Jack-in-the-pulpit (Arisaema triphyllum) is a beautiful resident of deciduous woodlands. It typically grows one to two feet tall. Photo © Lake County Forest Preserves.
Jack-in-the-pulpit (Arisaema triphyllum) is a beautiful resident of deciduous woodlands. It typically grows one to two feet tall. Photo © Lake County Forest Preserves.
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Here comes the Sun (Lake)

Post by Brett Peto

The sky to the west was robin’s egg blue, a clearing in the day’s dose of clouds. They had just sneezed a handful of snow, already melting. I drove with the radio off. I didn’t know whether to wear my regular hiking boots or a pair of Wellington boots I’d packed at the last moment. The trail could be soggy, or maybe not. I was on my way to Sun Lake in Lake Villa, part of the Lake County Forest Preserves in northern Illinois.

For this month, I decided to revisit the idea behind my February 2019 post, when I explored a new-to-me preserve and wrote up my observations as a virtual tour. Readers seemed to enjoy it, and I enjoyed circling another name on the map I keep at my desk. So, here I was, about a year later, ready to chronicle another tour. Find a comfy chair and a warm mug. Here’s a snapshot of Sun Lake as I saw it.

The view looking south from the parking lot at Sun Lake. Photo © Lake County Forest Preserves.
The view looking south from the parking lot at Sun Lake. Photo © Lake County Forest Preserves.
Always look at the trail map before you go. Photo © Lake County Forest Preserves.
Always look at the trail map before you go. I walked the trail loop clockwise. Photo © Lake County Forest Preserves.
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Finding the right angle

This gallery contains 10 photos.

Post by Brett Peto

I keep thinking about angles. Not the kind you measure with a protractor, but those you measure with your mind. The angle of a story, a conversation, or a project. Photography, of course, uses physical angles—where’s the camera pointed? is the sun directly overhead or is it the sweet time of golden hour?—but the best photos make you want to see even more. They make you want to break open the frame and soak in every bit of the Lake County Forest Preserves in northern Illinois.

Since it’s nearly the end of 2019, I thought I’d turn 180 degrees and peruse the photos uploaded to our group Flickr pool since January 1. Suffice to say: we’re spoiled. Spoiled with the beauty of Lake County’s flora, fauna, and natural areas, and the talent of the photographers who capture it for everyone to see. Trees and shrubs in their bright fall wardrobes on either side of a trail draining into a vanishing point. A sandhill crane (Grus canadensis) with both wings up like a paper airplane as it dashes to take off. A whirlpool of stars spun around a rich blue sky over a tranquil wetland.

I’ve gathered these moments plus seven more below, but that’s only a small taste. I encourage you to browse the rest of the visual buffet as we make the turn out of the 2010s into the 2020s. And, hey! You might become inclined to upload that shot living on your phone, camera, or computer.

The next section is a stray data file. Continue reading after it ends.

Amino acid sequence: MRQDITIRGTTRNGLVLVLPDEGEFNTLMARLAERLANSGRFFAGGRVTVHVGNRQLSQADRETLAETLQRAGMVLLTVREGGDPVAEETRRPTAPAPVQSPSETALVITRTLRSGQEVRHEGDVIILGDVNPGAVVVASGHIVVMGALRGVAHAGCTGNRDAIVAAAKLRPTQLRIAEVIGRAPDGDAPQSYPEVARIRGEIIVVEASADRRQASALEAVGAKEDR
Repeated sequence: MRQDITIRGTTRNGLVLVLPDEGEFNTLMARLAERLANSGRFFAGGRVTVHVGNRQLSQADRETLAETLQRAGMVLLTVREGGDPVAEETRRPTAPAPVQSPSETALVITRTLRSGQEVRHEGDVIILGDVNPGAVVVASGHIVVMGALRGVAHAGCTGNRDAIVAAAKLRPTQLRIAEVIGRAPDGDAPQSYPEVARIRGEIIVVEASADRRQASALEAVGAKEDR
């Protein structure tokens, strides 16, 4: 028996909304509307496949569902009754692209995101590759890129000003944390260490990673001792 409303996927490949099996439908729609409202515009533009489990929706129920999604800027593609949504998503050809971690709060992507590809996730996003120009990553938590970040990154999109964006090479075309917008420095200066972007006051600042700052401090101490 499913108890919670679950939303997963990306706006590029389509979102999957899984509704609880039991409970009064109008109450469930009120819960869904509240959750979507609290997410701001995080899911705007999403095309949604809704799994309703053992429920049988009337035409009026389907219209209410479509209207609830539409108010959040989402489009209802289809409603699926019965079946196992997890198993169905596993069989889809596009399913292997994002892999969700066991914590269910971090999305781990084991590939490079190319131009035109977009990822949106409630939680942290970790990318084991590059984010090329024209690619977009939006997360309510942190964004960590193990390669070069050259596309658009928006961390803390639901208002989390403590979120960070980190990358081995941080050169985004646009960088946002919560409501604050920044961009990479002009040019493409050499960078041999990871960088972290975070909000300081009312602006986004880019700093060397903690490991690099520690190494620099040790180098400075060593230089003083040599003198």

"Night Moves." Photo © reddog1975.
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Go take a hike

Post by Nan Buckardt

Everyone has one! At least, anyone who regularly hikes in the Lake County Forest Preserves in northern Illinois has one: a favorite trail. It might be the trail near your home or the one that reminds you of a secret only-I-know-about-this spot growing up. Maybe it holds a special memory. Whatever the reason, something about it always sparks joy in your heart.

I’ve been thinking about trails a lot this fall as I’ve hiked those selected for this year’s Hike Lake County (HLC) program. HLC has encouraged folks for 20-plus years to explore seven of 12 designated trails between mid-August and November 30. More than 200 miles of trails thread through dozens of preserves countywide, so the diversity of choices isn’t necessarily a big surprise, but it is a big benefit to residents and visitors.

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A different kind of autumn apple

Post by Jen Berlinghof

Fall is the time of harvest here in the Midwest. Golden stacks of hay bales, farmer’s markets teeming with end-of-season produce, and above all, apples. But step away from the orchard and into an oak woodland and you’ll find a different kind of autumn apple: an oak apple gall. What looks like a small, lime-green, spotted apple dangling from an oak leaf is not a fruit at all, but rather a secret abode for a tiny wasp.

There are more than 50 species of oak apple gall wasps in North America. Each one creates a unique fruit-like structure that protects and feeds its eggs and larvae as they develop. Lately, I’ve been finding many dried, spent brown husks created by the larger empty oak apple wasp (Amphibolips quercusinanis) around the Lake County Forest Preserves in northern Illinois.

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Monitoring in the morning

Post by Brett Peto

Good things start at seven in the morning. That’s when our group of four hiked 15 minutes off-trail into the heart of Middlefork Savanna in Lake Forest, part of the Lake County Forest Preserves in northern Illinois.

The air was warm, the sunshine spread everywhere. Spiderwort blooms were freshly open, a waist-high meadow of bluish-purple fireworks. We found the steel T-post marking the start of the day’s first transect and the red flag for the first plot.

Then we gathered our tools. A one-meter-square collapsible wooden quadrat, retractable tape measure, clipboard, data sheets, and each other’s knowledge of plants.

Well, my own knowledge, not so much. I was there to take photos and observe the three experts onsite: Pati Vitt, Manager of Ecological Restoration; Ken Klick, Restoration Ecologist II; and Pete Jackson, who authored a 2009 study on this preserve’s plant communities that served as his thesis for a master’s degree program. In my head, I called them the Plant Team.

Ken stands in a field of spiderwort. Photo © Lake County Forest Preserves.